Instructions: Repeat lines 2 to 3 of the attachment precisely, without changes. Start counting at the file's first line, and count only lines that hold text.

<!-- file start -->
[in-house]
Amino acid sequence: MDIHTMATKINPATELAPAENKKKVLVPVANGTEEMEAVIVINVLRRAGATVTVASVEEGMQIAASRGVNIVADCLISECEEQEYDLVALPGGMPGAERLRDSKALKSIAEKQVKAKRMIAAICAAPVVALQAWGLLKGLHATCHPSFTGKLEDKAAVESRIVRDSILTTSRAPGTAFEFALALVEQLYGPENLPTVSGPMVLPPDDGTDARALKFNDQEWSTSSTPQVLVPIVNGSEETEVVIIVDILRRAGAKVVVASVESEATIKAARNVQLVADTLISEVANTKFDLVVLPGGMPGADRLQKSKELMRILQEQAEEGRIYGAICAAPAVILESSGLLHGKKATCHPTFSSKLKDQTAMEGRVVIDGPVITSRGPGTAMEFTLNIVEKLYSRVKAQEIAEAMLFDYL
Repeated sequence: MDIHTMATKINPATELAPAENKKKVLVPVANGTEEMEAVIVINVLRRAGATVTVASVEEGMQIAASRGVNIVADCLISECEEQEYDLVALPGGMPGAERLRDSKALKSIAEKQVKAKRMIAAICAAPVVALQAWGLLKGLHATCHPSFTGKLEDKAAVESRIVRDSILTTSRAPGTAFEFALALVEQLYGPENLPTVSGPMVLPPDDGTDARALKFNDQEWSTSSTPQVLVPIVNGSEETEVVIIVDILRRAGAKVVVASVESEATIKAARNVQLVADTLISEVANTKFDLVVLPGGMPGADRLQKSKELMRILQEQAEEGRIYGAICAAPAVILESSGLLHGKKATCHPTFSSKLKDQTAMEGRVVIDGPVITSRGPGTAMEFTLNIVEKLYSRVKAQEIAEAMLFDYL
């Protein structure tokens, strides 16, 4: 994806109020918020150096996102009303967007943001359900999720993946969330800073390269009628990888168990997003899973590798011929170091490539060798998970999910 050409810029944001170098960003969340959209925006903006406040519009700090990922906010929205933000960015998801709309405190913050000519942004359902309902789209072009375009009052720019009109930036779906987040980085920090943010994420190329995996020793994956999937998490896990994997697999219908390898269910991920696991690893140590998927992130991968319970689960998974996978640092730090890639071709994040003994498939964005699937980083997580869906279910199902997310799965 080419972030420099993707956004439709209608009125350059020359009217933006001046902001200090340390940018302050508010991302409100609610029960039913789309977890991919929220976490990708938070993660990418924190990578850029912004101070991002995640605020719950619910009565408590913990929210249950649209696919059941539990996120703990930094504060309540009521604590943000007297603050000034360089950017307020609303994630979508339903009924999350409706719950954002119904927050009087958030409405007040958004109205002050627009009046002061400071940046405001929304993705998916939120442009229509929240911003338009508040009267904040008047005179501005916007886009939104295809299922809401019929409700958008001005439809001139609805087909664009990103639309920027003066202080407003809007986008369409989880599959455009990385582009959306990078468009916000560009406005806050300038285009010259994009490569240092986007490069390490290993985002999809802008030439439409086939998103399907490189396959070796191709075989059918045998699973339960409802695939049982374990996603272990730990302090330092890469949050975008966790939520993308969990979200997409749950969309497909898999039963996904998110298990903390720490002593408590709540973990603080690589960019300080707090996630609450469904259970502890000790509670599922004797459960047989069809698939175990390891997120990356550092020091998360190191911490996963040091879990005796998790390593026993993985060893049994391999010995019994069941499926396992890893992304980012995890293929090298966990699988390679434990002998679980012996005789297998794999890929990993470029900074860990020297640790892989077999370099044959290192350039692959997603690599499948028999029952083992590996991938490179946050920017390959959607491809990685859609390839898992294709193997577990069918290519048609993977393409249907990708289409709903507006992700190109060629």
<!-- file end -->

Amino acid sequence: MDIHTMATKINPATELAPAENKKKVLVPVANGTEEMEAVIVINVLRRAGATVTVASVEEGMQIAASRGVNIVADCLISECEEQEYDLVALPGGMPGAERLRDSKALKSIAEKQVKAKRMIAAICAAPVVALQAWGLLKGLHATCHPSFTGKLEDKAAVESRIVRDSILTTSRAPGTAFEFALALVEQLYGPENLPTVSGPMVLPPDDGTDARALKFNDQEWSTSSTPQVLVPIVNGSEETEVVIIVDILRRAGAKVVVASVESEATIKAARNVQLVADTLISEVANTKFDLVVLPGGMPGADRLQKSKELMRILQEQAEEGRIYGAICAAPAVILESSGLLHGKKATCHPTFSSKLKDQTAMEGRVVIDGPVITSRGPGTAMEFTLNIVEKLYSRVKAQEIAEAMLFDYL
Repeated sequence: MDIHTMATKINPATELAPAENKKKVLVPVANGTEEMEAVIVINVLRRAGATVTVASVEEGMQIAASRGVNIVADCLISECEEQEYDLVALPGGMPGAERLRDSKALKSIAEKQVKAKRMIAAICAAPVVALQAWGLLKGLHATCHPSFTGKLEDKAAVESRIVRDSILTTSRAPGTAFEFALALVEQLYGPENLPTVSGPMVLPPDDGTDARALKFNDQEWSTSSTPQVLVPIVNGSEETEVVIIVDILRRAGAKVVVASVESEATIKAARNVQLVADTLISEVANTKFDLVVLPGGMPGADRLQKSKELMRILQEQAEEGRIYGAICAAPAVILESSGLLHGKKATCHPTFSSKLKDQTAMEGRVVIDGPVITSRGPGTAMEFTLNIVEKLYSRVKAQEIAEAMLFDYL